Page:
Standards and strategies of security for the service oriented architecture
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Standards and Strategies of Security for the Service Oriented Architecture. Christopher Irish David Orr Sophya Kheim Adam Lange Daniel Palma. Agenda. Overview Current Problems Current Strategies WS Standards Future Areas of Research References Questions. Web Services Definition.

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Standards and Strategiesof Security for the Service Oriented Architecture

Christopher Irish

David Orr

Sophya Kheim

Adam Lange

Daniel Palma


  • Overview

  • Current Problems

  • Current Strategies

  • WS Standards

  • Future Areas of Research

  • References

  • Questions

Web Services Definition

  • From World Wide Web Consortium (W3C)

    • is the programmatic interfaces made available for application to application communication

Types of Web Services


  • Key Concepts for Strategies

    • Authentication

    • Authorization

    • Integrity

    • Non-repudiation

    • Confidentiality

    • Privacy

Current Problems

  • SOAP monitoring and regulation

Current Strategies

  • IP Blocking

  • XML Firewall


  • Virtual Private Networks (VPN)

  • XML Digital Signature

  • WS-Security


  • SAML

IP Blocking

  • Process of identifying those IP addresses from which Web requests will be accepted

  • Achieved by specifying a list of acceptable IP addresses

  • Pros

    • Simple and easy to implement

  • Cons

    • Valid users with invalid IP addresses will be blocked

    • Clients will not be able to access any part of the Web site until you have added their IP to the accepted list

Traditional Firewalls

  • Filters out unauthorized requests by IP Address

  • Pros

    • Easy to implement and maintain

  • Cons

    • IP Address can be spoofed

    • Does not perform authentication, authorization, auditing and validation on web service traffic

    • Can not encrypt or decrypt

    • If web service uses Port 80, difficult to implement

    • Not XML aware

XML Firewalls

  • Filters out Unauthorized requests by inspecting XML content

  • Pros

    • Can perform authentication, authorization, auditing and validation on web service traffic

    • Protect against buffer overflows and denial of service

    • Message routing, encryption and forwarding are available

    • Includes features of traditional firewall

  • Cons

    • Difficult to setup

    • Limited vendors

    • No standardization


  • Endpoint to endpoint encryption of web service traffic over TCP

  • Pros

    • Easy to implement

    • Standardized protocols

    • Protects against network sniffing

  • Cons

    • Does not perform authentication, authorization, auditing and validation on web service traffic

    • Messages can not have multiple transports

    • No Element-Wise Signing

    • Data stored on disk before processing can not be protected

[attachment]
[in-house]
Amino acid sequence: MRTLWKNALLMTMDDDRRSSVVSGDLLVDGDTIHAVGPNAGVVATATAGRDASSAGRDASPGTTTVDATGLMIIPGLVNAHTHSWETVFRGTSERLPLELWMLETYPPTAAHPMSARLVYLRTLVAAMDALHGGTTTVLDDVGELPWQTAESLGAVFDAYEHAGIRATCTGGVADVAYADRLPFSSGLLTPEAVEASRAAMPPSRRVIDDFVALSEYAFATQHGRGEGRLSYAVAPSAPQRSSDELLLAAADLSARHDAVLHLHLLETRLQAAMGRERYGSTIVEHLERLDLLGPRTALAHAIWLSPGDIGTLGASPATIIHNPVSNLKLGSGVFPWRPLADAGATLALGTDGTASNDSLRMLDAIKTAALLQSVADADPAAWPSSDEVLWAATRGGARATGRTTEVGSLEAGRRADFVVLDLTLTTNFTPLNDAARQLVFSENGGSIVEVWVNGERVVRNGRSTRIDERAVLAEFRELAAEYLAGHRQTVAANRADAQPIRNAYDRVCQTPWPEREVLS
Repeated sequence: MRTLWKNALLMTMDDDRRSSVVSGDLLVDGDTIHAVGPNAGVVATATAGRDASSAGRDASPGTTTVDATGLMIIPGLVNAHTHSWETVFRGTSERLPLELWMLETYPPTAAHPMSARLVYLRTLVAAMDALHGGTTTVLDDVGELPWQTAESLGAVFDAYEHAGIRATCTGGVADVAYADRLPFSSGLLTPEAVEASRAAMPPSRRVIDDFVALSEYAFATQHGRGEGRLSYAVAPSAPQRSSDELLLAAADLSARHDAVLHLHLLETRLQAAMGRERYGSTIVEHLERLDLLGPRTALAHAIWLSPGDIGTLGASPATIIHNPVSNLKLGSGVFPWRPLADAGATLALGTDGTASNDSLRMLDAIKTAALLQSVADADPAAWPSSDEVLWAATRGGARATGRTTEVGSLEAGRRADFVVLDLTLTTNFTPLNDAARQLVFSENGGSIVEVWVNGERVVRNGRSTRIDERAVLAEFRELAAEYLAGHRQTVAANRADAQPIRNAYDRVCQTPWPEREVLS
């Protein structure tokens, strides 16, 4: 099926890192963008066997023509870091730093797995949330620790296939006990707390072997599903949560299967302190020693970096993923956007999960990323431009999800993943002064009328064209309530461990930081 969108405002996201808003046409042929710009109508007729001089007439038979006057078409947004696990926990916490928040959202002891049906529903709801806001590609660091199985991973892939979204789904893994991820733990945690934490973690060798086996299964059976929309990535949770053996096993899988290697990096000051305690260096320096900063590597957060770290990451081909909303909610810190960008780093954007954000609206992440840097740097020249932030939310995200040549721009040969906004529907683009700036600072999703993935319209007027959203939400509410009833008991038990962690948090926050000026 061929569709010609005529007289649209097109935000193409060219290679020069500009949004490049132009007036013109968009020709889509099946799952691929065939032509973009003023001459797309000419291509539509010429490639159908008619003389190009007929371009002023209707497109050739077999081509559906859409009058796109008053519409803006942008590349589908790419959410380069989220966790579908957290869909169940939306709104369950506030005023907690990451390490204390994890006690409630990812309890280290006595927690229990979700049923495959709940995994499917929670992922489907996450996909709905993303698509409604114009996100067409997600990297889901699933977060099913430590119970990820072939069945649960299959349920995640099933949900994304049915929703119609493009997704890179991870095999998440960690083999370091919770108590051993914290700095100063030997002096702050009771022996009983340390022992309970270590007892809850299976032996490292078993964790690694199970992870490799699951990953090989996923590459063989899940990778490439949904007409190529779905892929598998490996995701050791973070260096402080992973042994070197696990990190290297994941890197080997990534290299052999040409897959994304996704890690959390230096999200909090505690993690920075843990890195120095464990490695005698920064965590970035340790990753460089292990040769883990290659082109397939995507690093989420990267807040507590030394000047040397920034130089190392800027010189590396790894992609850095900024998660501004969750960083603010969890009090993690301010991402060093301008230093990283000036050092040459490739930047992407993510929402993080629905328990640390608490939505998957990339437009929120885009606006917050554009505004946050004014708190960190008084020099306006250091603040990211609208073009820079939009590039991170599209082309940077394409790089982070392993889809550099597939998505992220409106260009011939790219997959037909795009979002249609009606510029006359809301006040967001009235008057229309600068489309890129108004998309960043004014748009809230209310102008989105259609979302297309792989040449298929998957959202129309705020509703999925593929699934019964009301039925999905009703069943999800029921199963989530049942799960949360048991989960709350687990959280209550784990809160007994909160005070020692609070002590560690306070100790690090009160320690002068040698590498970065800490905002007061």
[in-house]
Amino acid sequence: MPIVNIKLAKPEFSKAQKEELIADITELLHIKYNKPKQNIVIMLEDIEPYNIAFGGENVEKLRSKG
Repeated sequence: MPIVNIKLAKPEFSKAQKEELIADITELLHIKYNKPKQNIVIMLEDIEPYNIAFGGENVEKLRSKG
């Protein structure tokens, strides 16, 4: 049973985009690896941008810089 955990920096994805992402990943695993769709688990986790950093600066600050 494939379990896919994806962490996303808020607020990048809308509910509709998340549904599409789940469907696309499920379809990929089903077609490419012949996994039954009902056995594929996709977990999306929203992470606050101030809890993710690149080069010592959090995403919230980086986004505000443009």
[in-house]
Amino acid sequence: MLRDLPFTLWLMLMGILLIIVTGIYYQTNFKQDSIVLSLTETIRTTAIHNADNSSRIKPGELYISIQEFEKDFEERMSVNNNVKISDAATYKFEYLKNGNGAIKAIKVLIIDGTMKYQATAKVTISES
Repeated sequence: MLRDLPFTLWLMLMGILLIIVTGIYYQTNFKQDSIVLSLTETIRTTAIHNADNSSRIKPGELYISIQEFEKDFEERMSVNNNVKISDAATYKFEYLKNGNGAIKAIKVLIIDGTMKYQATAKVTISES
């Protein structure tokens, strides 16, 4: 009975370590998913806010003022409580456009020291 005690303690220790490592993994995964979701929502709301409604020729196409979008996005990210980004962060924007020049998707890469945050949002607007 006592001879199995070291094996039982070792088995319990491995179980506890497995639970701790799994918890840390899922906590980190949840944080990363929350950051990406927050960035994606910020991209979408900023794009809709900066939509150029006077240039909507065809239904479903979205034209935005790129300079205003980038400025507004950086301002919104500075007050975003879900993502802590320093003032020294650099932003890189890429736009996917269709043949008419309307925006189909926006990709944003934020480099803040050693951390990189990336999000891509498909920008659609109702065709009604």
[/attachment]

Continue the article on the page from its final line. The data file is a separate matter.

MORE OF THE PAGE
• Not XML aware

Virtual Private Networks

  • Enables the creation of secure data tunnels among remote sites or hosts for web service traffic

  • Pros

    • Uses several technologies

    • Standardized protocols

      • Secure VPNs - IPSec, SSL/TLS, PPTP, L2TP

      • Trusted VPNs – MPLS, L2F

    • Easy to implement

    • Protects against network sniffing

    • Web service can join or leave dynamically

    • A web service can be invoked dynamically

    • Frees web service from managing access control, auditing and encryption

  • Cons

    • Does not perform validation on web service traffic

    • Data stored on disk before processing can not be protected

    • Not XML aware

XML Digital Signature

  • Provide

    • Authentication

    • Data Integrity

    • Non-repudiation support

  • Can sign many types of resources

    • HTML, binary, XML-encoded data

  • Can be applied to specific portions of XML tree rather than complete document

Web Services Standards

  • OASIS Web Services Security Standard

  • SAML


OASIS WS Security Standard

  • Developed by OASIS on April 29, 2004.

  • Revised and republished February 17, 2006 as version 1.1.

  • Currently the most comprehensive guide to Web Service security.

  • Main purpose is to allow the exchange of secure SOAP messages by protecting its confidentiality and integrity


  • Focuses on “Tokens” that are added to the SOAP messages to provide different kinds of security.

  • Is built to be extensible and flexible by allowing different types of token formats to be used in the same message.

WS-Security: Username Token

  • The username token provides a way for a sender to present a claimed identity to the receiver:

WS Security: Binary Security Tokens

  • Used to encode non-XML security token, like x.509 and kerberos.

e.g. x.509

Encoding Format

WS-Security: XML Signature

  • The WS-Security standard incorporates the use of XML signatures into SOAP messages

Begin signature